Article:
Imperial Hospitality The Wright Imperial (Part 2)

Meiji-mura: Preserving The Imperial legacy

After standing for more than 40 years in the Hibiya district of Tokyo, it was decided that the Frank Lloyd Wright-designed Imperial Hotel in Tokyo, which opened in 1923, must be replaced. In 1968, the Main Lobby of the hotel was dismantled and relocated to the Meiji-mura Museum Village in Aichi Prefecture, where it was painstakingly reconstructed, repaired and preserved for future generations.

Meiji-mura Museum researcher and archivist Nakano Yuko guides guests through the lobby of The Wright Imperial, sharing detailed insights about the building's unique features. For those who may be unfamiliar with Frank Lloyd Wright, these details offer a deeper way of appreciating his approach to architecture.

Upon entering the building, the ceiling is quite low and the entranceway is dark. Yet, ascending a few steps into the Main Lobby, the ceiling extends three floors with windows on both sides providing natural light, immediately invoking in the visitor a feeling of freedom and liberation.

The building itself consists mainly of Oya stone and handmade scratch tiles or bricks that were fired in a dedicated kiln built specifically for the construction of The Imperial. Among the brick and stone are ornamental tiles and woodwork containing handmade ornamental glass with inlaid gold accents. Along with the original water features and gold-painted ceilings that sparkled in the sunbeams pouring in through the windows, it is no wonder The 1923 Imperial was also known as “the Jewel of the Orient”.

Another unique feature of The Imperial lobby to which Nakano draws the attention of visitors is that, unlike most modern buildings, materials used on the inside and outside of the building are the same. The materials combined with the multitude of windows, and incorporation of gardens inside the original hotel complex, challenged visitors to question their understanding of inside and outside spaces.

Nakano also remarks on Wright’s use of light, both natural and man-made. In addition to his “ Pillars of Light” and the other countless lamps and lighting fixtures he designed for the hotel, Wright also designed decorative copper fixtures which were attached to the eaves of the hotel’s roof. Shadows cast on the ground outside and the floor inside move as the sun journeys across the sky. Commenting on how his designs even incorporated the minute movements of shadows and light inside and outside of the Imperial, Nakano remarks that Wright was nothing short of a genius.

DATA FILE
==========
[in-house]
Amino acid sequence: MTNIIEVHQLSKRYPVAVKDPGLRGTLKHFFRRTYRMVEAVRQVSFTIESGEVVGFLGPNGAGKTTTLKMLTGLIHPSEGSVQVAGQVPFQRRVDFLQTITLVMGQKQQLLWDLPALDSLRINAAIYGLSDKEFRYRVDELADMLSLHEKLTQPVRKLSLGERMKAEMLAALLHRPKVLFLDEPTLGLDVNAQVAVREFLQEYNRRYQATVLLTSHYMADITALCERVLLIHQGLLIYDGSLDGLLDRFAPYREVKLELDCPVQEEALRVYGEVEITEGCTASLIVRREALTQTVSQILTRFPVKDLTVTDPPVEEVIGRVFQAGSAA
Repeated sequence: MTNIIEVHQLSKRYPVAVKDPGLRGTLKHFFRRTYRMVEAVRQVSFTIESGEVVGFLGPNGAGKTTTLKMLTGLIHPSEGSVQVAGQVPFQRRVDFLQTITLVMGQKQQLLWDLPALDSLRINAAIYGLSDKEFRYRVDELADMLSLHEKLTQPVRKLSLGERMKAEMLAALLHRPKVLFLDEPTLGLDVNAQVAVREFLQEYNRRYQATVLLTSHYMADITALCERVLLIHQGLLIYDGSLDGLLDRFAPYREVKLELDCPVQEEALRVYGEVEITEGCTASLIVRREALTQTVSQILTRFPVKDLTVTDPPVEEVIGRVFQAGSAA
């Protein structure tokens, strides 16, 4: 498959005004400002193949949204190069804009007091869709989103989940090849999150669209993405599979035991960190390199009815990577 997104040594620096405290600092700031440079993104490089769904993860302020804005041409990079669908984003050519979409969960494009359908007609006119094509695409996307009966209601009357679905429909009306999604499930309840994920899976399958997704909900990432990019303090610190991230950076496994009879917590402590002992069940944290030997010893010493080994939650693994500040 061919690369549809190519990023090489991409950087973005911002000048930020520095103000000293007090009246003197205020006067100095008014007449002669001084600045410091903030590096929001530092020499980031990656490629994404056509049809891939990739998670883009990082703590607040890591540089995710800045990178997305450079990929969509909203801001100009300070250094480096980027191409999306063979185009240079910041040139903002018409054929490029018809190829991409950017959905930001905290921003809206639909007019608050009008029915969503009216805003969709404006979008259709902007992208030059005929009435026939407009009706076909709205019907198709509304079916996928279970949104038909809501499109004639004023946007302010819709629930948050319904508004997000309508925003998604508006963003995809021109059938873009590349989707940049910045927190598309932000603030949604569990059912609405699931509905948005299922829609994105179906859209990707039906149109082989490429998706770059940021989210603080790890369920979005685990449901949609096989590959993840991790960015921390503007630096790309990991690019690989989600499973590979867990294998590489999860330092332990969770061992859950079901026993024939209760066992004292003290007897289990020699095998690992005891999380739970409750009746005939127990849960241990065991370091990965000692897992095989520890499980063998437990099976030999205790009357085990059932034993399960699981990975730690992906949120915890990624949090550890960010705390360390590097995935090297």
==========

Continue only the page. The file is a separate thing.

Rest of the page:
The Exhibition: Imperial Times- Once and Future Legacies-

Nakagawa Takeshi, director of the Meiji-mura Museum, attended the opening of The Imperial Hotel Tokyo’s exhibition Imperial Times- Once and Future Legacies - on June 8, which coincided with the 150th anniversary of Frank Lloyd Wright’s birth. In his speech, he recounted the advice he had received from one of his professors when he was a university student majoring in architecture. “If you want to learn about architecture, visit The Imperial and have a cup of coffee,” the professor had told him. “You will learn more there than you will from my lectures”. Nakagawa told those gathered at the ceremony that it is with a great sense of determination and duty that Meiji-mura is compelled to preserve The Wright Imperial Hotel lobby for future generations to experience.

Into the 21st Century: A Hotel for a New Generation

The Frank Lloyd Wright® Suite

The Imperial Hotel, Tokyo has partnered with the Frank Lloyd Wright Foundation to incorporate Wright-inspired motifs, patterns and designs into the furnishings of its current buildings. In addition, a Frank Lloyd WrightⓇ Suite, the only one in the world, is also housed inside the current hotel facilities. The suite features an Oya stone relief, handmade stained glass and oak furniture staged in the symmetry for which Wright was famous.

The Old Imperial Bar

Also housed inside the current hotel is the Old Imperial Bar, which features several original relics from The Wright Imperial, including a relief, terracotta wall and lamps, which welcomes Wright fans from all over the world. Column and video of the Old Imperial Bar.

Wright special edition gifts

In celebration of the 150th anniversary of the birth of Frank Lloyd Wright, the Imperial Hotel Tokyo proudly offers an array of Wright-inspired gifts, menu options and packages.

Photo Gallery

Photo by Naoyuki Matsudaira